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Ultrasound therapy led to clinical improvement in calcific shoulder tendinitis

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Ebenbichler GR, Erdogmus CB, Resch KL, et al. Ultrasound therapy for calcific tendinitis of the shoulder. N Engl J Med. 1999 May 20;340: 1533-8.

Question

In patients with calcific tendinitis of the shoulder, is pulsed ultrasound therapy clinically effective?

Design

Randomized (allocation concealed), double-blind, placebo-controlled trial with 9-month follow-up.

Setting

Outpatient clinic at a university hospital in Vienna, Austria.

Patients

63 patients (mean age 52 y) with unilateral or bilateral, radiographically dense (Gärtner and Heyer classification type 1 or 2) calcific tendinitis of the shoulder (70 shoulders were included). Exclusion criteria were radiographically nondense, ill-defined calcific tendinitis (type 3); systemic diseases associated with calcification; previous surgery, percutaneous needle aspiration, ultrasound, or shock-wave therapy for calcifications; injection of glucocorticoids in the shoulder in the previous 3 months; or regular use of analgesic or anti-inflammatory drugs. 61 shoulders (87%) at the end of therapy and 56 shoulders (80%) at 9 months were included in the analysis.

Intervention

Shoulders were allocated to ultrasound therapy (n = 32) or to sham therapy (n = 29). Ultrasound therapy consisted of 15-minute sessions given daily (5 times/wk) for the first 15 sessions and 3 times weekly for 3 weeks thereafter. Sham therapy was given in the same way but without turning on the ultrasonic generator.

Main outcome measures

Changes from baseline in shoulder calcium deposits on radiography. Pain, active range of motion and power of shoulder, and activities of daily living (ADLs) were assessed with the Constant scale (range 0 to 100 [optimal score] points). Quality of life was assessed with a visual analogue scale (range 0 [optimal score] to 10 cm).

Main results

More shoulders showed complete resolution of calcium deposits at the end of treatment (P = 0.003) and at 9 months (P = 0.002) in the ultrasound therapy group than in the sham therapy group (Table). Ultrasound therapy led to greater improvement in pain, joint function, and ADLs (mean change in score 17.8 vs 3.7, P = 0.002) (Table) and quality of life (mean change in score 2.6 vs 0.4, P = 0.002) than did sham therapy at the end of treatment but not at 9 months.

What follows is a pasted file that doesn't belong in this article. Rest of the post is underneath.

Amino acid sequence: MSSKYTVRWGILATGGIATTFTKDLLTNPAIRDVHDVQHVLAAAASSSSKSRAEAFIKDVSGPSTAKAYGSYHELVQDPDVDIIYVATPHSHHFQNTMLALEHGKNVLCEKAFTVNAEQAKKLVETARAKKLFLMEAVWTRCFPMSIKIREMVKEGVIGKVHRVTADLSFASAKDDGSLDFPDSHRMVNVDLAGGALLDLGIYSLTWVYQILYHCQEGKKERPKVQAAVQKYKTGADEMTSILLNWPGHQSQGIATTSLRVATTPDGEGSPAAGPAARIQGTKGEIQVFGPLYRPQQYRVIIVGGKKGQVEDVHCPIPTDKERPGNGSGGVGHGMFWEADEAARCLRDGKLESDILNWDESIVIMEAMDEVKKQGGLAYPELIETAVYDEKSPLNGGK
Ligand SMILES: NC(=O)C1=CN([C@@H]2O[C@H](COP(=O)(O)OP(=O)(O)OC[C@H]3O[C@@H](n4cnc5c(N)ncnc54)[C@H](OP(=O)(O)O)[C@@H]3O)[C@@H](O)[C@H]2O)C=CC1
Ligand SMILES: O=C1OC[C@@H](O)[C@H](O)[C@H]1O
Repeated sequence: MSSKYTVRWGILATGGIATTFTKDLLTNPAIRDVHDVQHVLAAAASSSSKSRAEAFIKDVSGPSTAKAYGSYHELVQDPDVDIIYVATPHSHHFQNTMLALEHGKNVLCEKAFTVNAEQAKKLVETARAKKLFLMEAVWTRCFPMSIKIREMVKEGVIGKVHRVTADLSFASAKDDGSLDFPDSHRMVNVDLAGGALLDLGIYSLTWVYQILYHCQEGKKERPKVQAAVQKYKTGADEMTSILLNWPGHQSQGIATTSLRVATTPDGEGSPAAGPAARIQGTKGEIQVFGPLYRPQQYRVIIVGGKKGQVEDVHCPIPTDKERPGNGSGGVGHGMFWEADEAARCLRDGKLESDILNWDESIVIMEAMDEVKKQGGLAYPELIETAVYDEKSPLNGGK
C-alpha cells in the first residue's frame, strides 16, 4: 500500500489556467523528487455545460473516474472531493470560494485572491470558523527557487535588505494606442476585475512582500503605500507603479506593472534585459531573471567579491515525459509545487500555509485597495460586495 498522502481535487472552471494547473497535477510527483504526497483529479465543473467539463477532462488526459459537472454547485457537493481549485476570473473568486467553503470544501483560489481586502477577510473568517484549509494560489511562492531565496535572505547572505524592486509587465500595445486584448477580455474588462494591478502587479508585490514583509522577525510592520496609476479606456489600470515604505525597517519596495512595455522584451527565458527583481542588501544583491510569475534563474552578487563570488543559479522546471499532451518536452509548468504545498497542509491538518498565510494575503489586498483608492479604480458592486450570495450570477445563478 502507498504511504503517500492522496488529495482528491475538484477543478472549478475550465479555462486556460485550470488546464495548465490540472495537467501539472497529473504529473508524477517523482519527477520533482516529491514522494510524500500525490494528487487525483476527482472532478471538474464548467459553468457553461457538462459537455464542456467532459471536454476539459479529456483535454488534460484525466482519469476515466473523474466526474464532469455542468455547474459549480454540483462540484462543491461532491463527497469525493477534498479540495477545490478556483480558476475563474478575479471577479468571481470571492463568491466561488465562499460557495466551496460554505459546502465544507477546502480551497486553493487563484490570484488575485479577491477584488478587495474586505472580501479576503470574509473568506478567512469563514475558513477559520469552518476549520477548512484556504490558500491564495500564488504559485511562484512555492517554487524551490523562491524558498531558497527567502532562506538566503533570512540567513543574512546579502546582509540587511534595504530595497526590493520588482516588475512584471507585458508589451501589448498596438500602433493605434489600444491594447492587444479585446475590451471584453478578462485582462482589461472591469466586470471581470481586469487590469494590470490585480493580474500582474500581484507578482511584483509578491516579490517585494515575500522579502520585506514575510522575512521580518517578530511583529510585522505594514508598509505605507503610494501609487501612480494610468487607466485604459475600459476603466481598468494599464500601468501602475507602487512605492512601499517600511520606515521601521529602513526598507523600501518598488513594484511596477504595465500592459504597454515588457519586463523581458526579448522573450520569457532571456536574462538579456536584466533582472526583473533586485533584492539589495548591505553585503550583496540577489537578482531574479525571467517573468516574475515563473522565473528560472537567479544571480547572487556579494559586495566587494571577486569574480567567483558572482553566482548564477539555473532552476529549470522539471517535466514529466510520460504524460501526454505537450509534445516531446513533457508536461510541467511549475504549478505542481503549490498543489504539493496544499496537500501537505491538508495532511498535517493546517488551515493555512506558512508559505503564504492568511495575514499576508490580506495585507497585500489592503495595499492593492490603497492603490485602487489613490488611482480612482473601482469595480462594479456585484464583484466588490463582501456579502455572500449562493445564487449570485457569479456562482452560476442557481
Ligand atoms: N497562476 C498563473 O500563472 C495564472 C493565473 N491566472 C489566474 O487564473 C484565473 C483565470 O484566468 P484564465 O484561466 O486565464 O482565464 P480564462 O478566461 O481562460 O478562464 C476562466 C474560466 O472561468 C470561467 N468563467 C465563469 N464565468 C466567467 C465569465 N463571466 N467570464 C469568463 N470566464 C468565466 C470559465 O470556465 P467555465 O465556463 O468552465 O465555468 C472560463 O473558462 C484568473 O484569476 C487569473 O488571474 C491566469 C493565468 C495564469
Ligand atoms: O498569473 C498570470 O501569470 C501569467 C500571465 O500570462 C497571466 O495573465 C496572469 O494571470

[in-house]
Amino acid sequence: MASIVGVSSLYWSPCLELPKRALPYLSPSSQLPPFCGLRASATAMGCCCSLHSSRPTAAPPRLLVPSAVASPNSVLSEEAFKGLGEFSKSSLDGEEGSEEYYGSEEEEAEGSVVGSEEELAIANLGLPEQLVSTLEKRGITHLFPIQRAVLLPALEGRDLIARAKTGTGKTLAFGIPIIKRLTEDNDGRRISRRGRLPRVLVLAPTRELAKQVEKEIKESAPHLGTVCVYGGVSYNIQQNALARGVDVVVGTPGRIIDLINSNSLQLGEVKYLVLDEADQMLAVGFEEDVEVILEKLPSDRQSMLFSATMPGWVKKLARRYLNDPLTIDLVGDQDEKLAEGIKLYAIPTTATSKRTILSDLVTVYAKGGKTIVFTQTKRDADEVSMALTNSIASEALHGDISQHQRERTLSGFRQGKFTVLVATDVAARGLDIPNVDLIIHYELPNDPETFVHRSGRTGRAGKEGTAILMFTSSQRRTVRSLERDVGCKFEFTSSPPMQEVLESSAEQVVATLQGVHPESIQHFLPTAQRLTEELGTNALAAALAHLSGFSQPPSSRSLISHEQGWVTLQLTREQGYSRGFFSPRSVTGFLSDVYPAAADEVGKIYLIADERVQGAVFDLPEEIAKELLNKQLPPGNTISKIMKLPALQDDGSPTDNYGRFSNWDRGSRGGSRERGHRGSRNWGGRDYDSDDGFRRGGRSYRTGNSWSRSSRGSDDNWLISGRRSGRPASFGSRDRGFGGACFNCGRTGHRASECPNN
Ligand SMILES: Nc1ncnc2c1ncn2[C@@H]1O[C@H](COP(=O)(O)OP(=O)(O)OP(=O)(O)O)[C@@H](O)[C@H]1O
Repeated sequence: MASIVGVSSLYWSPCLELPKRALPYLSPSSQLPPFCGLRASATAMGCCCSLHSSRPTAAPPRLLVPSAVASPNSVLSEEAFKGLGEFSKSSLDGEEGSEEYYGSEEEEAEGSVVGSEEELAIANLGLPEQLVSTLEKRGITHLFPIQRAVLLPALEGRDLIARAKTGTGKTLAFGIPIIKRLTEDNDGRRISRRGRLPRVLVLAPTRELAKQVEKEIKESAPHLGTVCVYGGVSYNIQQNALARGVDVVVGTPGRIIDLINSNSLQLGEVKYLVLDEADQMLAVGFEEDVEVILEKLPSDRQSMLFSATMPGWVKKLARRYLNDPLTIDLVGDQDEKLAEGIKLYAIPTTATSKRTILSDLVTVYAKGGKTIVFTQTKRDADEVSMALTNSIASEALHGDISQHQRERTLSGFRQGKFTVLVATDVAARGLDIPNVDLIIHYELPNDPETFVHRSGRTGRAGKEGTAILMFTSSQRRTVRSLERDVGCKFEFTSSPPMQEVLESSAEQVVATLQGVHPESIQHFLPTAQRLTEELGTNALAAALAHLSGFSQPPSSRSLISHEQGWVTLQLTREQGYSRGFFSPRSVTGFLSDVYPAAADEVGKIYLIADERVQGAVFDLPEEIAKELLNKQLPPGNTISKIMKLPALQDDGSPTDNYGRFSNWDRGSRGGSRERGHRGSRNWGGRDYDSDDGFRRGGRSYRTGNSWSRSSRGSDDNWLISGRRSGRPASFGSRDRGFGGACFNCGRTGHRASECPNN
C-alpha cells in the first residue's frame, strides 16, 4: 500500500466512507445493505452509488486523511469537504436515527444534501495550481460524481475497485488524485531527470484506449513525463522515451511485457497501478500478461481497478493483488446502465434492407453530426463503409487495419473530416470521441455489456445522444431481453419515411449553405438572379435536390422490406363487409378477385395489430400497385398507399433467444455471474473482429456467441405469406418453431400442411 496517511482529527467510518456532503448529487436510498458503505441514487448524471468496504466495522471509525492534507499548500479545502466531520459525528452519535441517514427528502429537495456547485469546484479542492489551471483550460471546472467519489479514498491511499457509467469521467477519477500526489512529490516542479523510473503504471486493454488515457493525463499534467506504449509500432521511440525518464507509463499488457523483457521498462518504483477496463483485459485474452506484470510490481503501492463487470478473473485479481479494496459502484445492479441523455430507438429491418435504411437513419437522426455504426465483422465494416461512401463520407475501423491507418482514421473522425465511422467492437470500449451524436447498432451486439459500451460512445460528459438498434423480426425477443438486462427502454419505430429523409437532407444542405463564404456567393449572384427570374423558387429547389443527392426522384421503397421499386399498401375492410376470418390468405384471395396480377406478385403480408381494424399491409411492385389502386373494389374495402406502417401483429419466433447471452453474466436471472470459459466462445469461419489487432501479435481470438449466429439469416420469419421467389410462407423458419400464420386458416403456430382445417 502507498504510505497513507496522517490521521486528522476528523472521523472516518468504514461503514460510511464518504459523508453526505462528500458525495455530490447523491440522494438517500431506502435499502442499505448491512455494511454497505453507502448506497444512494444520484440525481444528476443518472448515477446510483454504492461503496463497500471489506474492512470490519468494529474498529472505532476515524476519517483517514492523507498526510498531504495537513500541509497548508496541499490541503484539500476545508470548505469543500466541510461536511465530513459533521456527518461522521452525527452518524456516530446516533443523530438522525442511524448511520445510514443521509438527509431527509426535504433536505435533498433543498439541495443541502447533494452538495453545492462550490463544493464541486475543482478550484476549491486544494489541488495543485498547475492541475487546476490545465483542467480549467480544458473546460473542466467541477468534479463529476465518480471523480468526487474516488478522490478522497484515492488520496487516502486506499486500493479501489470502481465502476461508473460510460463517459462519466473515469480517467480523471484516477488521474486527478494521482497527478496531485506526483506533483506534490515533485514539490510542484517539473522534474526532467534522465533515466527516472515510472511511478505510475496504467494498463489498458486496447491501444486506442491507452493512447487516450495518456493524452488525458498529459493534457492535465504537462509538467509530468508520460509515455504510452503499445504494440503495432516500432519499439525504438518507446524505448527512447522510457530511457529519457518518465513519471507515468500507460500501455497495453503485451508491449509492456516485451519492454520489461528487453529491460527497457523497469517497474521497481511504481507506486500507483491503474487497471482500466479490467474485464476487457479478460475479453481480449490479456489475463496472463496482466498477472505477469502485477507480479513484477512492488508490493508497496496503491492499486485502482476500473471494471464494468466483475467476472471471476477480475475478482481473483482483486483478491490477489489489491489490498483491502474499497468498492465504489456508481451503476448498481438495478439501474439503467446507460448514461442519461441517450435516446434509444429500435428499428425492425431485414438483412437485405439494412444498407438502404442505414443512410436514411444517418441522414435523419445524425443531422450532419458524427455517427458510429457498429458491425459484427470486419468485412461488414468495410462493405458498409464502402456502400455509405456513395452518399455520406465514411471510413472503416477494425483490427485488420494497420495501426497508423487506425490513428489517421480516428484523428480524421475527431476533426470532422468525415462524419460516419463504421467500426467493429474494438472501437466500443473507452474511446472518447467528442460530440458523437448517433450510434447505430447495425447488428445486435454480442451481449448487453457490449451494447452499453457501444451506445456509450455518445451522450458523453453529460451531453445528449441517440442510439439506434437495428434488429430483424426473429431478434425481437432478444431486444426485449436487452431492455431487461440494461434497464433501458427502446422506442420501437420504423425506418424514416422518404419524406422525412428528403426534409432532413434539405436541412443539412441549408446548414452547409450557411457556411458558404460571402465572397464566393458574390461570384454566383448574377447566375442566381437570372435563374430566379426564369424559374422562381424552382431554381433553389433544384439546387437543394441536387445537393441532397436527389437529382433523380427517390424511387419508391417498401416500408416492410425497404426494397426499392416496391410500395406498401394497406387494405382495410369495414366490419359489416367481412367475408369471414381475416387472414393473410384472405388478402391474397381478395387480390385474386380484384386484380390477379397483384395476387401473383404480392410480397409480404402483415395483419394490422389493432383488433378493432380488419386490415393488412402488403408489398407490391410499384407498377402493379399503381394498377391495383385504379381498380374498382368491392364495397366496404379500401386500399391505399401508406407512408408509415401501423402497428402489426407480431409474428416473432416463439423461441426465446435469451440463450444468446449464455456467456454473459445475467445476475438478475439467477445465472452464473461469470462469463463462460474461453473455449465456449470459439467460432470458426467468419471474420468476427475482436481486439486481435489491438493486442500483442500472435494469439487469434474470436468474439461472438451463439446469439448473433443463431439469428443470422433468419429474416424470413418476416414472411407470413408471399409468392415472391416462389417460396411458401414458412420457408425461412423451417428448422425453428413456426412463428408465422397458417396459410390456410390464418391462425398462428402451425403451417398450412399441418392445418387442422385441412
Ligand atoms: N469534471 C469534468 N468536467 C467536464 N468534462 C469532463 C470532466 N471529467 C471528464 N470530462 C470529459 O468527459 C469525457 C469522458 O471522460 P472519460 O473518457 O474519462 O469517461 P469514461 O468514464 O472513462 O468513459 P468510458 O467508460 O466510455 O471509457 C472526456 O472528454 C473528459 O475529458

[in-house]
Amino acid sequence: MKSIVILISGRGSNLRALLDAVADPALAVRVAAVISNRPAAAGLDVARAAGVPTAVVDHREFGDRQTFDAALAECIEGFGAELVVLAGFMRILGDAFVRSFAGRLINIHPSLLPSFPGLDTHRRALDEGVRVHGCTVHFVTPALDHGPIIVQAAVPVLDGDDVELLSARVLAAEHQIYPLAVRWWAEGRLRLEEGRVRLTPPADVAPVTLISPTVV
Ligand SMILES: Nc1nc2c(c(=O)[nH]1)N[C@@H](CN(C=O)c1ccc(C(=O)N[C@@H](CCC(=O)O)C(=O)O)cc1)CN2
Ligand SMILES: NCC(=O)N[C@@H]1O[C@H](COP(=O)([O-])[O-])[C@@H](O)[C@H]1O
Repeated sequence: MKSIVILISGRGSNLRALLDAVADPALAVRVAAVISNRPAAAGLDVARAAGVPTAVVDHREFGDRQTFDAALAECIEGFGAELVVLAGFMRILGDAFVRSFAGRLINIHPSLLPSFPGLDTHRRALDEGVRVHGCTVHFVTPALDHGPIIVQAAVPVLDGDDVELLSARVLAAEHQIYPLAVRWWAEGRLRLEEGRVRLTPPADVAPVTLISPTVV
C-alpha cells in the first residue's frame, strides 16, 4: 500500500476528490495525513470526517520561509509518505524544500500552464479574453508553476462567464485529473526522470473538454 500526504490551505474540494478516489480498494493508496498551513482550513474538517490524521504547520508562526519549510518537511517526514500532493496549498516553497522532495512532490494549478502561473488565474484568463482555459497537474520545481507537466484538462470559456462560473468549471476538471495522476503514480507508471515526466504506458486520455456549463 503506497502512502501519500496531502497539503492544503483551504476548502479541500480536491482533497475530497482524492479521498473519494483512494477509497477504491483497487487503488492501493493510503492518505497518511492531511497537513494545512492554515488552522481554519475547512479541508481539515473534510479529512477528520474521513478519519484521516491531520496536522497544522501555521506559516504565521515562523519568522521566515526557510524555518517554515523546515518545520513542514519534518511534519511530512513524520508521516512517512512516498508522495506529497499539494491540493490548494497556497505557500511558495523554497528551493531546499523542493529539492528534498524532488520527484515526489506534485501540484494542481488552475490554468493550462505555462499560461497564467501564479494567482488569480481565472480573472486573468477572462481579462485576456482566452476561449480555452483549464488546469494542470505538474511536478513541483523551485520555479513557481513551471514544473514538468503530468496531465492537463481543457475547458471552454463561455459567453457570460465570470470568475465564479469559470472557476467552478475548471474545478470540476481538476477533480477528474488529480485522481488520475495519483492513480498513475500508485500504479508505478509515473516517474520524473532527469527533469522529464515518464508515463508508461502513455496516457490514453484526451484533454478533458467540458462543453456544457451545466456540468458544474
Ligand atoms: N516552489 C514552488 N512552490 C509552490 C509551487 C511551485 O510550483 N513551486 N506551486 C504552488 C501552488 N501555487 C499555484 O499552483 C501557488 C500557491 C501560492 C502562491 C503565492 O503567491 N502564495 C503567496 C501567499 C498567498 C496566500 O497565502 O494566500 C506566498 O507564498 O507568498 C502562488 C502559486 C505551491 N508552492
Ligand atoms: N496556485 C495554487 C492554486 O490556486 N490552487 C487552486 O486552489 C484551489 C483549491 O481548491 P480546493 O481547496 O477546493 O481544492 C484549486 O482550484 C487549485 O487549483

Conclusion

In patients with calcific tendinitis of the shoulder, pulsed ultrasound was clinically effective, but only in the short term.

Source of funding: Not stated.

For correspondence: Dr. G.R. Ebenbichler, Department of Physical Medicine and Rehabilitation, University Hospital of Vienna, Währinger Gürtel 18-20, 1090 Vienna, Austria. FAX 43-1-40400-5280.

Abstract and Commentary also published in ACP Journal Club. 1999;131:73.

Ultrasound vs sham therapy for calcific tendinitis of the shoulder*

Outcomes Ultrasound Sham RBI (95% CI) NNT (CI)

Resolution after therapy 19% 0% Infinity 6 (4 to 20)

Resolution at 9 mo 42% 8% 424% (53 to 1880) 3 (2 to 9)

Normal constant score 75% 34% 118% (33 to 287) 3 (2 to 7)

after therapy

Normal constant score 61% 48% 28% (­21 to 117) Not significant

at 9 mo

*Abbreviations defined in Glossary; RBI, NNT, and CI calculated from data in article.

Commentary

The results of this well-designed study by Ebenbichler and colleagues are similar to studies comparing therapeutic doses of extracorporeal shock-wave therapy (1).

The natural history of rotator-cuff calcification is not well understood. Calcifications are probably most symptomatic during resorption (2). One retrospective study showed that if acromioplasty is done without removing rotator-cuff calcifications, 82% of these calcifications will have disappeared radiographically within 1 year of surgery (3).

In my experience using dynamic high-resolution ultrasound, pain from supra-spinatus calcification usually coincides with impingement of the calcified area on the subacromial arch. In addition, hyperemia or inflammation exists in the bursae and tendons adjacent to symptomatic areas of supraspinatus calcification shown on color Doppler ultrasonography and contrast-enhanced, fat-suppressed magnetic resonance imaging. A possible explanation of the short-term benefit of ultrasound therapy in patients with symptomatic supraspinatus calcification is that it helps reduce the local soft-tissue inflammatory process, which subsequently reduces the mass effect of the calcification. If, however, the underlying cause of the local tendon injury is not removed, symptoms will return; this may explain the lack of difference between the 2 groups in pain and quality of life at 9 months.

In conclusion, ultrasound therapy is noninvasive and clinically effective for treating symptomatic calcific tendinitis.

Wayne W. Gibbon, FRCS

United Leeds Teaching Hospitals NHS Trust

Leeds, England, UK

References

1. Rompe JD, Burger R, Hopf C, Eysel P. J Shoulder Elbow Surg. 1998;7:505-9.

2. Re LP Jr, Karzel RP. Orthop Clin North Am. 1993;24:125-32.

3. Goutallier D, Duparc F, Postel JM, Bernageau J, Allain J. Rev Rhum Engl Ed. 1996;63:349-57.

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